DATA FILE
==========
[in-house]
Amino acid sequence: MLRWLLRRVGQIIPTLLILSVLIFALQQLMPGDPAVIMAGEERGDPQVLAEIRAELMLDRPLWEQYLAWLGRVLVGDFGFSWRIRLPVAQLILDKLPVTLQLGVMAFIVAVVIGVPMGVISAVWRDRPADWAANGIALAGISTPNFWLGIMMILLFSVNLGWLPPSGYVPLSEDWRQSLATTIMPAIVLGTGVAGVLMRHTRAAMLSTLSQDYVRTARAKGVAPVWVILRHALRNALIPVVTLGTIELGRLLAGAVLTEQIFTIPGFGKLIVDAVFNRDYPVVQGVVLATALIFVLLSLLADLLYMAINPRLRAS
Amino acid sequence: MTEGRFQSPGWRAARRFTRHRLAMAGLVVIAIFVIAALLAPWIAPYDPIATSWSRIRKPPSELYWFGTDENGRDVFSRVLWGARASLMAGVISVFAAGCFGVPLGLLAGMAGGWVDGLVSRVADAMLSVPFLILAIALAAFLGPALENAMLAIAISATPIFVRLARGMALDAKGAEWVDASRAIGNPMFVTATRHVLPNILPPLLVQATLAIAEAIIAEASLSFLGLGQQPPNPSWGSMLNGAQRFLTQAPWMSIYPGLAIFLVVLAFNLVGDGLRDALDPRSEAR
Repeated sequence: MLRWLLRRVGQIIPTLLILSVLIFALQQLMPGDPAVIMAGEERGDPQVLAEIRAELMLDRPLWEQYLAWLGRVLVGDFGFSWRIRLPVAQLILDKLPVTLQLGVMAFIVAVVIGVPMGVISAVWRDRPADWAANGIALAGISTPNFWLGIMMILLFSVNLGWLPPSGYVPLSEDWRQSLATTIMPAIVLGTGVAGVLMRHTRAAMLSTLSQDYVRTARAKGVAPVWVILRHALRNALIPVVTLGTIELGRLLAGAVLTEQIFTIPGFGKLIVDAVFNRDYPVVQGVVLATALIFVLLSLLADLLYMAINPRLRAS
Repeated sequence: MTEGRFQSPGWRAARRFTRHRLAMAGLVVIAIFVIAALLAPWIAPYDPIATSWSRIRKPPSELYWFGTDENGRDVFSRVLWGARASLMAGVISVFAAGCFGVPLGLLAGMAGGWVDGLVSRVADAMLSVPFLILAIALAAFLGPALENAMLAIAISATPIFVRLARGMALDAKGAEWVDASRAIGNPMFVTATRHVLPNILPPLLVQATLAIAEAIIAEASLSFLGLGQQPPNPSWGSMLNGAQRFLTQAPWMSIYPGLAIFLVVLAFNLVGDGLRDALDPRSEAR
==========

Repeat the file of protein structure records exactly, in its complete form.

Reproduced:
[in-house]
Amino acid sequence: MLRWLLRRVGQIIPTLLILSVLIFALQQLMPGDPAVIMAGEERGDPQVLAEIRAELMLDRPLWEQYLAWLGRVLVGDFGFSWRIRLPVAQLILDKLPVTLQLGVMAFIVAVVIGVPMGVISAVWRDRPADWAANGIALAGISTPNFWLGIMMILLFSVNLGWLPPSGYVPLSEDWRQSLATTIMPAIVLGTGVAGVLMRHTRAAMLSTLSQDYVRTARAKGVAPVWVILRHALRNALIPVVTLGTIELGRLLAGAVLTEQIFTIPGFGKLIVDAVFNRDYPVVQGVVLATALIFVLLSLLADLLYMAINPRLRAS
Amino acid sequence: MTEGRFQSPGWRAARRFTRHRLAMAGLVVIAIFVIAALLAPWIAPYDPIATSWSRIRKPPSELYWFGTDENGRDVFSRVLWGARASLMAGVISVFAAGCFGVPLGLLAGMAGGWVDGLVSRVADAMLSVPFLILAIALAAFLGPALENAMLAIAISATPIFVRLARGMALDAKGAEWVDASRAIGNPMFVTATRHVLPNILPPLLVQATLAIAEAIIAEASLSFLGLGQQPPNPSWGSMLNGAQRFLTQAPWMSIYPGLAIFLVVLAFNLVGDGLRDALDPRSEAR
Repeated sequence: MLRWLLRRVGQIIPTLLILSVLIFALQQLMPGDPAVIMAGEERGDPQVLAEIRAELMLDRPLWEQYLAWLGRVLVGDFGFSWRIRLPVAQLILDKLPVTLQLGVMAFIVAVVIGVPMGVISAVWRDRPADWAANGIALAGISTPNFWLGIMMILLFSVNLGWLPPSGYVPLSEDWRQSLATTIMPAIVLGTGVAGVLMRHTRAAMLSTLSQDYVRTARAKGVAPVWVILRHALRNALIPVVTLGTIELGRLLAGAVLTEQIFTIPGFGKLIVDAVFNRDYPVVQGVVLATALIFVLLSLLADLLYMAINPRLRAS
Repeated sequence: MTEGRFQSPGWRAARRFTRHRLAMAGLVVIAIFVIAALLAPWIAPYDPIATSWSRIRKPPSELYWFGTDENGRDVFSRVLWGARASLMAGVISVFAAGCFGVPLGLLAGMAGGWVDGLVSRVADAMLSVPFLILAIALAAFLGPALENAMLAIAISATPIFVRLARGMALDAKGAEWVDASRAIGNPMFVTATRHVLPNILPPLLVQATLAIAEAIIAEASLSFLGLGQQPPNPSWGSMLNGAQRFLTQAPWMSIYPGLAIFLVVLAFNLVGDGLRDALDPRSEAR